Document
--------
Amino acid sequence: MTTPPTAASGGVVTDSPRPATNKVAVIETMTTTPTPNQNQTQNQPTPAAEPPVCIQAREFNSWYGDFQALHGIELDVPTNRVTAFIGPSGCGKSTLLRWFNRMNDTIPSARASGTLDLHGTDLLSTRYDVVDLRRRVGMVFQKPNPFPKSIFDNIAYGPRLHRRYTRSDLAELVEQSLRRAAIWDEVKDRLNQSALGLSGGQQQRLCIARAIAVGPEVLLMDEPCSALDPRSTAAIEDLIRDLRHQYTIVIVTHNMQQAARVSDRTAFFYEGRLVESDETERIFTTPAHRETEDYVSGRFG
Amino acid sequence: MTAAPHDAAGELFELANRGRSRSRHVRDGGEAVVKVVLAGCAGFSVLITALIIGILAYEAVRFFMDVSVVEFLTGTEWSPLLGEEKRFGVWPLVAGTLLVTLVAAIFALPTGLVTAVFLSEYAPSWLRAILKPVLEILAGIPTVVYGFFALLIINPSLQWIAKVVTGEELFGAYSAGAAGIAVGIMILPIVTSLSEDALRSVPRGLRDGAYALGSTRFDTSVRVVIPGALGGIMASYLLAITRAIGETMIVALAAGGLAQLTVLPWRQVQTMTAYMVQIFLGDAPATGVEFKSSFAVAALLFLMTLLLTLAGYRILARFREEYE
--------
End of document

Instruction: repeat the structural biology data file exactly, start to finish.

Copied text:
Amino acid sequence: MTTPPTAASGGVVTDSPRPATNKVAVIETMTTTPTPNQNQTQNQPTPAAEPPVCIQAREFNSWYGDFQALHGIELDVPTNRVTAFIGPSGCGKSTLLRWFNRMNDTIPSARASGTLDLHGTDLLSTRYDVVDLRRRVGMVFQKPNPFPKSIFDNIAYGPRLHRRYTRSDLAELVEQSLRRAAIWDEVKDRLNQSALGLSGGQQQRLCIARAIAVGPEVLLMDEPCSALDPRSTAAIEDLIRDLRHQYTIVIVTHNMQQAARVSDRTAFFYEGRLVESDETERIFTTPAHRETEDYVSGRFG
Amino acid sequence: MTAAPHDAAGELFELANRGRSRSRHVRDGGEAVVKVVLAGCAGFSVLITALIIGILAYEAVRFFMDVSVVEFLTGTEWSPLLGEEKRFGVWPLVAGTLLVTLVAAIFALPTGLVTAVFLSEYAPSWLRAILKPVLEILAGIPTVVYGFFALLIINPSLQWIAKVVTGEELFGAYSAGAAGIAVGIMILPIVTSLSEDALRSVPRGLRDGAYALGSTRFDTSVRVVIPGALGGIMASYLLAITRAIGETMIVALAAGGLAQLTVLPWRQVQTMTAYMVQIFLGDAPATGVEFKSSFAVAALLFLMTLLLTLAGYRILARFREEYE